That the elderly of all groups of Americans most strongly oppose President Obama on health care reform shows the success of Republican fear-mongerin
September 28, 2009

That the elderly of all groups of Americans most strongly oppose President Obama on health care reform shows the success of Republican fear-mongering over supposed Medicare cuts and "death panels". And on Monday, the Washington Post did the GOP a great service in a piece titled, "On Medicare Spending, a Role Reversal." While exploring the impact of projected savings in the program that serves 46 million Americans, the Post left unchallenged the Republicans' laughable claim to be the new protectors of Medicare after decades of war against it.

Readers who stopped after the first two paragraphs could be forgiven for wrongly assuming that the party that brought you Medicare would now kill it but for the stalwart defense of the Republican Party. After the subhead declaring, "Republicans, Not Interest Groups, Fight Plans to Cut $400 Billion Over 10 Years," the Post's Lori Montgomery concluded:

After years of trying to cut Medicare spending, Republican lawmakers have emerged as champions of the program, accusing Democrats of trying to steal from the elderly to cover the cost of health reform.

It's a lonely battle. The hospital associations, AARP and other powerful interest groups that usually howl over Medicare cuts have also switched sides.

To her credit, Montgomery details the backing for Democratic-lead health insurance reform from AARP, the Federation of American Hospitals and other groups, support which comes precisely because new gains for American seniors will not result in benefit cuts under any of the proposals now on the table. The majority of the estimated in $400 billion in savings comes from reducing the overpayments private insurers under the Medicare Advantage program. As the AARP's David Sloane concluded, "We believe" that the insurance companies would "continue to deliver Medicare benefits at the same level they do now." As the Commonwealth Fund's Stuart Guterman similarly concluded in an analysis compiled by Politifact, "in no case will [Advantage patients] get less Medicare benefits than people in the rest of the program."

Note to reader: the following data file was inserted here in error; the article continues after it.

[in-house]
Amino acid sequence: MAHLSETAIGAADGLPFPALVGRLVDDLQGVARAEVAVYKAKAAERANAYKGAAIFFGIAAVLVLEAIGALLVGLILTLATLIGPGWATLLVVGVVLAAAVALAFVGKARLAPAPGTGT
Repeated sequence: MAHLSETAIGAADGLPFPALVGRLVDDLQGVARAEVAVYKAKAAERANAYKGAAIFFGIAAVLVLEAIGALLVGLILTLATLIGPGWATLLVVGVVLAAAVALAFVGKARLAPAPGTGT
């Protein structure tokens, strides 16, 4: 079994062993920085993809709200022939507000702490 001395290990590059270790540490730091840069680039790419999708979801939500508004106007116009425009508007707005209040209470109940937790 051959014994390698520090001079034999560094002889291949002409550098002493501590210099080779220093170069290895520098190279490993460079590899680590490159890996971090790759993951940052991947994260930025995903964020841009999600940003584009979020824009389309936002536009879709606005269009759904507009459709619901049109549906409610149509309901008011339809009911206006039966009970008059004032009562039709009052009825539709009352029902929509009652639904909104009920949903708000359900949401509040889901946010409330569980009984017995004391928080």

But nowhere in the Washington Post's article is there any mention that Republicans tried to block the creation of Medicare in the 1960's and unsuccessfully sought to gut its budget by 15% in the 1990's.

The words of Republicans past and present tell the tale. Before his later canonization by the GOP faithful, Ronald Reagan announced in 1961 that the failure to stop Medicare meant "you and I are going to spend our sunset years telling our children and our children's children what it once was like in America when men were free." Three years later, his future successor George H.W. Bush decried it as "socialized Medicine." Just this July, Georgia Rep. Tom Price, a one-time orthopedic surgeon and current chairman of the Republican Study Group, proclaimed:

"Going down the path of more government will only compound the problem. While the stated goal remains noble, as a physician, I can attest that nothing has had a greater negative effect on the delivery of health care than the federal government's intrusion into medicine through Medicare."